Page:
The actual flow of the game is that you have one core story you play, I am at the prolog part so far. And then there are a number of side quests in the same region. So far it seems most of the story (epic) quests happen in instances that is pretty much the zone, you are already in, tailored to the given quest. I suppose that works pretty well. But I wouldn’t mind seeing some truly different and amazing places in instances. Since you pretty quickly become familiar with the zone you are in.

One of the ‘unique’ things in the game is a concept called deeds. I think I have seen something similar before, but can’t think of where. In any event the idea is you have a separate task/reward system outside of the quests. So for instance you can get a title by killing a number of wolves in an area. And if you kill even more you get a trait that can be applied to your character for some small benefits. The cool part is they are not visible in your deeds book until you triggering them. So for the wolves thing you would kill a wolf and you will be told you are working on this deed.

Other deeds are more subtle. For instance you get titles as you progress in levels without dying. So for instance at level 5 you will be told you now have a title for not dying for the first five levels. And so on at level 10 and 14 with more coming further ahead. Once you have died once with your character you can no longer gain any more of those. This can be extremely addictive if you have a bit too much time on your hands and is a hopeless perfectionist. In the first week I have redone and made new characters several times because I died. And I have loose the will to play a specific character once it’s died once. I suppose it is a hurdle I need to work past if I want to get further in the game. But oddly enough I have not been quite as bothered, as I usually am, about doing the same stuff over when I have started over.

Crafting is hardly worth mentioning. Most of it works pretty much like WoW where you have gathering and making professions. You can choose between a number of ‘vocations’ that is essentially three separate trade-skills strung together. Usually so you end up having to rely on someone else to make something out of the stuff you gather. Or the other way around. The only one that really seems interesting so far is, oddly, the farming profession. As I just read something about you being able to crossbreed strains and make new plants. From what I understand the number of outcomes are, however, preset. But it is something I am going to have to investigate.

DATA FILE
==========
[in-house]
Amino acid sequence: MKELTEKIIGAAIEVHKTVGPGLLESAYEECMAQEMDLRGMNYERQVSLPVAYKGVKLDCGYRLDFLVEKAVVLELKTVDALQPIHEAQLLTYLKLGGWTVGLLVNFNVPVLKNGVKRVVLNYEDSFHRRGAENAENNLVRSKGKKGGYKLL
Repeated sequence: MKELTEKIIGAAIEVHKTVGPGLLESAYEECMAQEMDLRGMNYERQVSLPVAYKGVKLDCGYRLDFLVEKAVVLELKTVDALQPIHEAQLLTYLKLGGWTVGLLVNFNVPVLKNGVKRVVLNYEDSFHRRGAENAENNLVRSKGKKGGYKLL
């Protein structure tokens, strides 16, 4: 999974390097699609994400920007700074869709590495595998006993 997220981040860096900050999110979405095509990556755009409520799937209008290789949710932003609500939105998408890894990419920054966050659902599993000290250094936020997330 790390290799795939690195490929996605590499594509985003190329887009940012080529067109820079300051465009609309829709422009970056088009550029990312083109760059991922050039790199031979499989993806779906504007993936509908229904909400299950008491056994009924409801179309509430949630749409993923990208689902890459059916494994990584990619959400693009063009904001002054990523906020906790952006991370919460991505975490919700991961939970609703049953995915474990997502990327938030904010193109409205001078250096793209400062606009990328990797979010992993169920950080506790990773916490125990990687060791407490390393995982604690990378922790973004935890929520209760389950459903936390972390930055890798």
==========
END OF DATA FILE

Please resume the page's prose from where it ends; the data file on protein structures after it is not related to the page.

In the end crafting is more or less pointless tho. Like other mainstream games the crafted items are not nearly as useful as looted ones or quest rewards. So you end up with being able to equip yourself with basic equipment until you can win something better. Only a couple of the professions seems to have any market value. Cooks make food that buffs you and reduce downtime. And scholars make other buff scrolls, potions and the ever popular dyes for the fashion conscious.

The UI of the game is also very much standard. It has what you would need. It’s nice enough and supports custom skins. It is not, however, very customizable. Windows and panels cannot be resized. And skins can only change the graphics, not the window sizes. That leaves us, who have a large display, with some small windows that does not show nearly as much information as we would like. One of the UI team members have said (over on LotRO Interface) that they are planning to add resizable windows at some point. And also that much later they want to make something like what WoW has. But they can’t just go do it because it is the same engine they are running DDO on.

Also, as usual, the UI is plagued by bad design. I seriously do not understand who designs these MMO UIs. But they must all have a degree in bad user interface. One of the worse things is the multitude of multi-tabbed windows. Common among them is a number of top level tabs in the top of the window. And then tabs in the bottom that change content inside of that tab. Trouble being there is no real visual clue what does what. And worse it seems a lot of people miss the ones in the bottom, leading to a lot of questions on the advice channel in-game.

My biggest concern with the game is the potential to run dry on content very quickly. Already now I see level-maxed characters running around and the game has been out a month! Personally after a week I have a couple of level 15 characters. And I have been wasting several days remaking some of them. While there are always the “hardcore” players around who just race through. It is a worrying thought that I may be through the game-story inside of a month with only the content updates to look forward to. One is coming in June but if you are already maxed in levels. How fun is it going to be if not all new content is made for top level characters?

So would I recommend the game to my friends? Maybe. I’d have to stress I can’t see it as a long term game. But for some short sighted fun it seems to do the job. The client is fairly stable and it runs well on the systems I have tried it on. And in general I have not experienced any glaring, deal breaking, faults in my first week.